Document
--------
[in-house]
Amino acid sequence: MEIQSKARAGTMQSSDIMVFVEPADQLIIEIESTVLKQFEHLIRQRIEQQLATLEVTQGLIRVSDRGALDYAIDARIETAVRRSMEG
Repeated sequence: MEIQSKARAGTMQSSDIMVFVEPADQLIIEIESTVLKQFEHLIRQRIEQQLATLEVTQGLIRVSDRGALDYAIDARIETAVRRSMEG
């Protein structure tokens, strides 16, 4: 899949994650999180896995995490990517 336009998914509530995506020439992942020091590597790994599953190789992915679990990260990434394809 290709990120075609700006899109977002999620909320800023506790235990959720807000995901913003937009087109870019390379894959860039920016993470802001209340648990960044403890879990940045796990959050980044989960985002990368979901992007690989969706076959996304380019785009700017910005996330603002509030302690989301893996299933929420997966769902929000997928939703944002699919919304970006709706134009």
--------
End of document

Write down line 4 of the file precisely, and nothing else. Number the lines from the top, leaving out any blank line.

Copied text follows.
């Protein structure tokens, strides 16, 4: 899949994650999180896995995490990517 336009998914509530995506020439992942020091590597790994599953190789992915679990990260990434394809 290709990120075609700006899109977002999620909320800023506790235990959720807000995901913003937009087109870019390379894959860039920016993470802001209340648990960044403890879990940045796990959050980044989960985002990368979901992007690989969706076959996304380019785009700017910005996330603002509030302690989301893996299933929420997966769902929000997928939703944002699919919304970006709706134009």